07-01-2015, 06:25 AM
#1
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So, I received my above the tie with m1 two days ago and gave it a go.
I used to get DFS/BBS from merkur 34c, and BBS almost everytime from razorock baby smooth. (it got traded unfortunately)

Using the same reference/tester blade, gillette platinum, I found ATT with M1 to be slightly milder than babysmooth and 34c.
I find myself pressing a little harder to remove more hair, especially when I do a pass and do not hear anything, but I still feel some stubble afterwards.
That just means it wasn't aggressive enough to cut some of the stubble, which resulted in stubble left behind.

Two shaves I had felt pretty similar. It is irritation free even after 3 passes plus touch up, but it isn't quite as BBS as before.
I would say in between DFS and BBS. I am by no means complaining about DFS/BBS shave, but I am finding that it might be slightly too mild.

I thought razorock babysmooth was a mild razor, but att m1 could be touch milder than RRBS if I my perception is correct.

Would I benefit moving onto R1 plate? or M2 open comb?

Just wondering what people think who started with m1 plate and the moved on to other plates.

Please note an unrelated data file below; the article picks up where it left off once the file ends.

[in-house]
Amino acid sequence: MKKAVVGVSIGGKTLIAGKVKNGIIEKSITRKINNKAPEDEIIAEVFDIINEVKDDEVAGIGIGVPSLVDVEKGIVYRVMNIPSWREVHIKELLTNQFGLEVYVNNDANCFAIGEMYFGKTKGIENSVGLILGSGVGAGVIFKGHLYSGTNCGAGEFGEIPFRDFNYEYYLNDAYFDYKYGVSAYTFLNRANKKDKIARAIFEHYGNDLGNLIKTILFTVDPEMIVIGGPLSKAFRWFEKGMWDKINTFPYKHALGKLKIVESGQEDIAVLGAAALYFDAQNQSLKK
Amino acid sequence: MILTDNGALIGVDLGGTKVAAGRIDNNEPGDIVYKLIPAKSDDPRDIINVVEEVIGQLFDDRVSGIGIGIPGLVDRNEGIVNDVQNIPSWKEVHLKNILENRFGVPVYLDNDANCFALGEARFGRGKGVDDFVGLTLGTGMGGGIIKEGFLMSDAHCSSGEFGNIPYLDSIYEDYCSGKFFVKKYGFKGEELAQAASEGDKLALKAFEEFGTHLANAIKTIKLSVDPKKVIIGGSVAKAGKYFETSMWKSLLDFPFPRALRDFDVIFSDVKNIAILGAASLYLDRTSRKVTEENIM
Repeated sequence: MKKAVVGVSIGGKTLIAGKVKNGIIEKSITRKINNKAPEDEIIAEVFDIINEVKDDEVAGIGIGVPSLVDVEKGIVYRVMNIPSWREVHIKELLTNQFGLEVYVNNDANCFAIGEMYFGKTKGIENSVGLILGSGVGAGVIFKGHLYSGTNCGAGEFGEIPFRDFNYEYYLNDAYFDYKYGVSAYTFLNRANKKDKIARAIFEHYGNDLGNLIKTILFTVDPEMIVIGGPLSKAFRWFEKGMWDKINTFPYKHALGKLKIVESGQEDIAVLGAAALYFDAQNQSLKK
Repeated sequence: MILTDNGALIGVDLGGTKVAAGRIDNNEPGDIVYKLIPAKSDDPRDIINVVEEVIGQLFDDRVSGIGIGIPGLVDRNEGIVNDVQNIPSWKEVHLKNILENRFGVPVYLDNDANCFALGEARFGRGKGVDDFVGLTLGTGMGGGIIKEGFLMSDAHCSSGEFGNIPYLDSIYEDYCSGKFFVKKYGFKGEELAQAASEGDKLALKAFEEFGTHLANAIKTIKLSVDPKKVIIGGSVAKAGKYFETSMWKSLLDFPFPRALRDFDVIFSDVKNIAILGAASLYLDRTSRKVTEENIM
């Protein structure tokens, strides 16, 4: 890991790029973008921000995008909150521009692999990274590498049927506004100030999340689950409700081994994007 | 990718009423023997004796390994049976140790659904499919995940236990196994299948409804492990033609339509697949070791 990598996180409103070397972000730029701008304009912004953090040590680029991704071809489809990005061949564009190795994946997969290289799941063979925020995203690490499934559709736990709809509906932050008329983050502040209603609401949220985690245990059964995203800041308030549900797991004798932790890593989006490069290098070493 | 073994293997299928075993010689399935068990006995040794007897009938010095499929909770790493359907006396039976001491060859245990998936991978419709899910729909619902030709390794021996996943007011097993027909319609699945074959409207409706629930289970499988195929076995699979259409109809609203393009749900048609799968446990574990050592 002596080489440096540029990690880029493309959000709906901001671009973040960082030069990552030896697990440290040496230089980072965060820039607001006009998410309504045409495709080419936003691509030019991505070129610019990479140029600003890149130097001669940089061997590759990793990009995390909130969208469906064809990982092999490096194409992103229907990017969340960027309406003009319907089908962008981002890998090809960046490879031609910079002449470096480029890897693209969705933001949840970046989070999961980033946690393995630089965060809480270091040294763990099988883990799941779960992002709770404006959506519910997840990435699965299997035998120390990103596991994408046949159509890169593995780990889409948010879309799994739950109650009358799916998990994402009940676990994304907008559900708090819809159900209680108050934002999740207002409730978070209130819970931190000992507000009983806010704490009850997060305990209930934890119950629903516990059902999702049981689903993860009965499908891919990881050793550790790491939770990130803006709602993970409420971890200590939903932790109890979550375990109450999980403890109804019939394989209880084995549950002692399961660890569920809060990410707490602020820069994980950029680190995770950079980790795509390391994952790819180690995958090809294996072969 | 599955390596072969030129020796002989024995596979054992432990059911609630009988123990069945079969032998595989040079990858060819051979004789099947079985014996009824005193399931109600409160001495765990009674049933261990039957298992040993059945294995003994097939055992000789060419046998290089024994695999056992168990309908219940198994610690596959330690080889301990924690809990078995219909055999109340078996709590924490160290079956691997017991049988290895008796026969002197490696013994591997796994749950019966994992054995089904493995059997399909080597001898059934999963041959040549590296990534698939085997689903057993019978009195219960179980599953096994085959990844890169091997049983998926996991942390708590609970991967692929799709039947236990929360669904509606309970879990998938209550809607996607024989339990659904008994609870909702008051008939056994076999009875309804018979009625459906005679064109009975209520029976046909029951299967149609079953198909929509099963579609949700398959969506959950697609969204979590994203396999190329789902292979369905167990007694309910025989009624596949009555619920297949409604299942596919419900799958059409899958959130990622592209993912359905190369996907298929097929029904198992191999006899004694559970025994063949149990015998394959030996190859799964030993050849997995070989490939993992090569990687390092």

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 07-01-2015, 06:30 AM
#2
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I think you would benefit moving to an R1 plate. I have an M1, R1 and H2 plates and I use the H2 when I want a really close 1 pass shave with a cleanup pass. I use the R1 as the daily driver and sometimes follow up the R1 pass with the M1. The R1 is smooth and efficient; not as smooth as the M1 but its damn close.

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 07-01-2015, 07:56 AM
#3
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(07-01-2015, 06:30 AM)lestorfreemon Wrote: I think you would benefit moving to an R1 plate. I have an M1, R1 and H2 plates and I use the H2 when I want a really close 1 pass shave with a cleanup pass. I use the R1 as the daily driver and sometimes follow up the R1 pass with the M1. The R1 is smooth and efficient; not as smooth as the M1 but its damn close.


I hear people say r1 is the best of both worlds. Maybe I should look for someone to trade with me, or sell this outright and get r1 plate.
Well even before that, maybe I should try feather blade and see if that helps.  I have been avoiding feather blades because first shaves with them are just too rough.